The Appalachain Mountains and Plate Tectonics

As most of us already know, the power of geologic forces is beyond our own comprehension at times. We learn about the occurrence of tsunami’s, volcanic eruptions, earthquakes, and even tornadoes and hurricanes, while they may be primarily meteorological, they have a strong geologic force. We were talking about how the Appalachain mountains were once at the coast of the North America. But how can this be because they are now hundreds of miles away from the coast. Some may think that the Appalachian mountains are part of an extinct area of the ring of fire, but that is obviously absurd. They are in fact and never were volcanicly active.  The area that comprises the Appalachians were all flat land. So how did they form and why are they no longer near the coast?

The formation of a mountain chain due to two masses of rock causing a structural disturbance is called an orogeny. This is what happened when the continents of Africa and North America collided into each other. It’s like taking the tips of your fingers and pushing them together; both fingers simply get pushed upward together. It’s the same thing as when the two continent crusts collide together. Both continents get pushed together causing a crumbling upward effect. With that said, the Appalachian Mountains have crust from both the North American and African continents. But these two continents are obviously not together anymore. This is also due to plate tectonics, but the direction they are moving are now opposite from each other. But when the two continents separated, why is the Appalachian mountains no longer near the coast?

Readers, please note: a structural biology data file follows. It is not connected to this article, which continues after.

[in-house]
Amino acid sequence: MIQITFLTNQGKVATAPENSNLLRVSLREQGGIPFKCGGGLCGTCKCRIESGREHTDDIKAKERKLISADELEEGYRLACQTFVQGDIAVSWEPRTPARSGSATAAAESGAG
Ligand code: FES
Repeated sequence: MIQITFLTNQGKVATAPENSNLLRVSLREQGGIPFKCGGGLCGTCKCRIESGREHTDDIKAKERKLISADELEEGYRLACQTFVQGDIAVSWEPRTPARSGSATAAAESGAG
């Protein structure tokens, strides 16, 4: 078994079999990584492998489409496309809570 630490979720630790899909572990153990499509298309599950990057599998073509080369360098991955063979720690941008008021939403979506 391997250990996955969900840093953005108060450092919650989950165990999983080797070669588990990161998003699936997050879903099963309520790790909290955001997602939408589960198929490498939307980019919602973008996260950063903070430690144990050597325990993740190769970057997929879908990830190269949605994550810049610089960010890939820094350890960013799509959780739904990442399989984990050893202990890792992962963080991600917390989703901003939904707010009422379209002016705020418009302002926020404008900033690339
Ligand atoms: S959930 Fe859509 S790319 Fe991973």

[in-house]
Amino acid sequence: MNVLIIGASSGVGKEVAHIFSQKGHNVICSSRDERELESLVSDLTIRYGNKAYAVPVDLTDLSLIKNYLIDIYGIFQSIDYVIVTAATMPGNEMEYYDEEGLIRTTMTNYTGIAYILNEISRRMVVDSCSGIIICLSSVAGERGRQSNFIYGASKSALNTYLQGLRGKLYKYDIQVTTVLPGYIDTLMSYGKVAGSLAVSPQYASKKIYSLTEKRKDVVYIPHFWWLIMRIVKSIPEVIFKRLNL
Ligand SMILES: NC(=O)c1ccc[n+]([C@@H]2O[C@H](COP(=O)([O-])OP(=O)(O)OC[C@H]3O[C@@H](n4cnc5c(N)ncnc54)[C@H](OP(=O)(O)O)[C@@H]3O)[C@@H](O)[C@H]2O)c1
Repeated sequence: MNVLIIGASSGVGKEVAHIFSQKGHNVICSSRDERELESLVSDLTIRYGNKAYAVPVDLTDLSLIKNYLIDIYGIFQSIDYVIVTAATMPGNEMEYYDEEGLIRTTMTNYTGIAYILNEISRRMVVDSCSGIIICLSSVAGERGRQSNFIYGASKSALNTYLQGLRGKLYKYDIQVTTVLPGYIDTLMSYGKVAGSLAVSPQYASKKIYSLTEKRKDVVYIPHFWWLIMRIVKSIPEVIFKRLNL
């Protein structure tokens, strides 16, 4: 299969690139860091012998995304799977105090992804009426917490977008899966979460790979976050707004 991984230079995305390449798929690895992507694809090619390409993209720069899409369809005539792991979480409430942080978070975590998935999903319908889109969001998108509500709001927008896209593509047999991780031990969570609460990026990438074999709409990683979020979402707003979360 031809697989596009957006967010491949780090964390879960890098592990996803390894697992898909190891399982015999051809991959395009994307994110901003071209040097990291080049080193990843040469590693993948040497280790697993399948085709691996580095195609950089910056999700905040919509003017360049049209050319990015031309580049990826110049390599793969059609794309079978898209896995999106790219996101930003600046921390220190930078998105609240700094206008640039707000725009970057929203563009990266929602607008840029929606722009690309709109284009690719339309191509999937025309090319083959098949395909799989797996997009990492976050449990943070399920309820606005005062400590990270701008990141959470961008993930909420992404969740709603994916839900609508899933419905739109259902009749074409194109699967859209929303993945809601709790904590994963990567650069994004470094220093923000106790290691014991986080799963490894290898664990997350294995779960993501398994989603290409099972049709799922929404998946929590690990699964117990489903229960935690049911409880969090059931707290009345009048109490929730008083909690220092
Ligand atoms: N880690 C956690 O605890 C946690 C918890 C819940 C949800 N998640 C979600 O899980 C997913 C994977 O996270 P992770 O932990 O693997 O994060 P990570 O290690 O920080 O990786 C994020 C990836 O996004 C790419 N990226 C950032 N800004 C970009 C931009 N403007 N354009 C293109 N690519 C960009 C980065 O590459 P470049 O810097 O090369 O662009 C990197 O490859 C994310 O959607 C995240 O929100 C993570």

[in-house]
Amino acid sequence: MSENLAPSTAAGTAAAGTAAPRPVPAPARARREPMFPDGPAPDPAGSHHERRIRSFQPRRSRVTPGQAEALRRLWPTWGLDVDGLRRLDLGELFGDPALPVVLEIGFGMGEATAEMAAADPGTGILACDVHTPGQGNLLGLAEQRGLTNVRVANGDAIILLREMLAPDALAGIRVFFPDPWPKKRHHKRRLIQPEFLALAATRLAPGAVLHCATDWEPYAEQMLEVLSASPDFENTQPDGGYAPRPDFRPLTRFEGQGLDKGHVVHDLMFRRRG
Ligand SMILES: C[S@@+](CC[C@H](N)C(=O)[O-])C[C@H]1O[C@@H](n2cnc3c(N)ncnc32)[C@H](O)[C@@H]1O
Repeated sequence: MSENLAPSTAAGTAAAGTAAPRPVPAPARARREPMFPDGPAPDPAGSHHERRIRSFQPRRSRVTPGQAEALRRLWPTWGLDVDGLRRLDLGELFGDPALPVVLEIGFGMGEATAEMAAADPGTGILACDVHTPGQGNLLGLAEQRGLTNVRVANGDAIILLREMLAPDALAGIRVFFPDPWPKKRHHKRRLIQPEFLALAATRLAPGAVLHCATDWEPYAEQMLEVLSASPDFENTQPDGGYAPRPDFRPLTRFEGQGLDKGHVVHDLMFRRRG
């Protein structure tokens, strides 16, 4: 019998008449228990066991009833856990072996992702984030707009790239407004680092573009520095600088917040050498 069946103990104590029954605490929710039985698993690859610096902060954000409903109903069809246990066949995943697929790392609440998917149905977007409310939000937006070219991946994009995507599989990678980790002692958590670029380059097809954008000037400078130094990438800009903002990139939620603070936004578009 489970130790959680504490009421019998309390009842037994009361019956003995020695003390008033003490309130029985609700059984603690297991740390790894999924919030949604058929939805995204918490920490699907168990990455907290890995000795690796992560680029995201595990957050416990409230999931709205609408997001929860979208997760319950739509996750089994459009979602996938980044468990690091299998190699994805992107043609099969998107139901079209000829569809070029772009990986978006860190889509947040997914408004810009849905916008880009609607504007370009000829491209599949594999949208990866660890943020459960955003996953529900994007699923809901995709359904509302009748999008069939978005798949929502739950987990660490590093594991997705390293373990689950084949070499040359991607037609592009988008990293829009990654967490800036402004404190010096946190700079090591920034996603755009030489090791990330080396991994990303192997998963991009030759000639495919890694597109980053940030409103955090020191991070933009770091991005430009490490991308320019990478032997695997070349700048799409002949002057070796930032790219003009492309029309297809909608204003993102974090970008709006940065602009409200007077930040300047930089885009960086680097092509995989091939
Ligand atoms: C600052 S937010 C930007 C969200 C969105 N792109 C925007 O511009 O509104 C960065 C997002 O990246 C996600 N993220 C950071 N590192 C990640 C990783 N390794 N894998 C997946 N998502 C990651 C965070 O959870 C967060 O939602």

That is simple. The land that is now the mountain chain, was once flat. This land was pushed upward and combined with coast of Africa. When these two continents split apart, some of the African coast left with the North American continent. This gave the continent a new coast and caused the Appalachian mountains to no longer be near the coast. What is now the east coast of North America, was once part of Africa.

Another thing to note about the Appalachain mountains is their current height. They are relatively small compared to the Rocky mountains and the Himalaya mountains. But they were not always small. The Appalachain mountain chain runs all the way from Alabama to New York. The chain in New York are nothing but mere mounds today. This entire chain however was as tall if not taller than the Himalaya mountain chain, including Everest. But the difference is the age. The Himalayas are relatively new compared to the Appalachain mountains. And the Himalayas are still growing every year due to the collision of India into southern Asia. And this is how the Appalachains were created, but they are no longer growing because there is no acting force to push them upward. They are actually being eroded by the rain water. So, while the Appalachain mountains shrink, the Himalayas grow. But keep in mind, rain water, too, is eroding the Himalayas. The rate of erosion is less than the rate the Himalayas are shooting upwards, which is why it is still considered growing.


Information Aquired:

From a documentary on the History Channel about the Appalachain mountain chain and the erosion signs seen in New York today.

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One Response to The Appalachain Mountains and Plate Tectonics

  1. wwhite2221 says:

    Imagine if the Appalachian mountains were still as tall as the Himalayas. We could be taking some serious weekend hikes. Too bad the wind and rain had to erode it down to 6000 feet.

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